12 Dec
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...two travellers in search of the world's wildlife

16 March 2015

Madeira Madeira

14th February 2015

So I just realised that I haven’t said anything about Madeira!

The wine, not the island. And probably the original inspiration for coming here. For those who don’t know, Madeira is a style of fortified wine (so: related to sherry and port) only produced on the island of Madeira. It became very popular with the British in the heyday of our naval power, the time of Nelson, when we would use Madeira as a stop-off point on Atlantic voyages. Popularity waned in the twentieth century but as with most anachronisms it’s due for a revival.

There are only eight makers of Madeira on the island, so you can get to know them all with a little effort. We got chance to try some Blandys (the most recognised and most commercial brand – if you can call it commercial, when the production is still much lower than any major champagne house), some Henriques & Henriques (award-winning), some Justinos and then we also brought home some Borges on spec. The taste is more raisin-y and funky than the fruitier taste of port or the cleaner taste of sherry.

Madeira is an unusual wine, in that it theoretically just keeps getting better with age, even over a couple of hundred years. We’re used to the idea of expensive vintage wines, but even the grant Bordeaux reds “go over” after more than a few decades and become less than their best. Madeira doesn’t. And once you open the bottle, it remains good for as long as you can resist drinking it. Port afficienadoes will tell you that after opening it should really be finished in the next day or two to still be at it’s best. Not so Madeira. It’s a tough wine, squeezed from sun-baked vines grown on vertiginious volcanic mountain slopes, treated rough and kept for decades.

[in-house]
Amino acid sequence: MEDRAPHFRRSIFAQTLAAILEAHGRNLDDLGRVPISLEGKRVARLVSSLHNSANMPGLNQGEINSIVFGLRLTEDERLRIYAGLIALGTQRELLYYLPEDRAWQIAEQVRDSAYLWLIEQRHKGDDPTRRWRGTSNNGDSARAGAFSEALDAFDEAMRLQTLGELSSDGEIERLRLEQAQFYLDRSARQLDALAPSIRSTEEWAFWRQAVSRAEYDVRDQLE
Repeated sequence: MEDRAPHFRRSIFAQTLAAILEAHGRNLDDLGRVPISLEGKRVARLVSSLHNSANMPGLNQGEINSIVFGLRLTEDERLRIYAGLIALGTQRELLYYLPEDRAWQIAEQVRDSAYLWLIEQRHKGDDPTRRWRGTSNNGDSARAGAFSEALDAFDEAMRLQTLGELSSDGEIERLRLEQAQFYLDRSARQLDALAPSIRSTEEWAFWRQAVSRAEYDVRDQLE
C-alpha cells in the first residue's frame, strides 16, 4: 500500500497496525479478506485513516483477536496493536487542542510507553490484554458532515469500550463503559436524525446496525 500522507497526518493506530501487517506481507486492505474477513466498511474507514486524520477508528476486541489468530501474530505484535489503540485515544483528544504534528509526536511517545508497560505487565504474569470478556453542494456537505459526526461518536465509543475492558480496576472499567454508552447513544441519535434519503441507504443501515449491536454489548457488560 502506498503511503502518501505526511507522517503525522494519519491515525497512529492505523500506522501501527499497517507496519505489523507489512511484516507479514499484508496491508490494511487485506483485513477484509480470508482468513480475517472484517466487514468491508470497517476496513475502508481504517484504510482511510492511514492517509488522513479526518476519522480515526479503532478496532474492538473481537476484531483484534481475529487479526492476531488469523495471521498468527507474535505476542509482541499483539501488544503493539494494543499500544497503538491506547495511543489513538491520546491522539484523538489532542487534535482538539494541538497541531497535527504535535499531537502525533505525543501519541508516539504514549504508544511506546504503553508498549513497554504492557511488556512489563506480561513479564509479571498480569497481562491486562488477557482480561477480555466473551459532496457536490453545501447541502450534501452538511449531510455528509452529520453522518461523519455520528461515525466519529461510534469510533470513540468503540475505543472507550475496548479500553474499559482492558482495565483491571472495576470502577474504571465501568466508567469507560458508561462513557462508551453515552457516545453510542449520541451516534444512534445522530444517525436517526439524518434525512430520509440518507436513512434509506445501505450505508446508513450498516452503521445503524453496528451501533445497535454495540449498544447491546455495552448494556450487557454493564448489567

That’s why I like it.

We found the perfect accompaniment for Madeira in a traditional Madeiran spice cake called Bolo del Mel, and couldn’t resist bringing a couple of them home too, from the beautiful old bakery we found in a little Funchal side street. Our final day otherwise consisted of a walk on a windy headland (just… one… more… walk) and a quick lunch in a local restaurant before the plane home beckoned.

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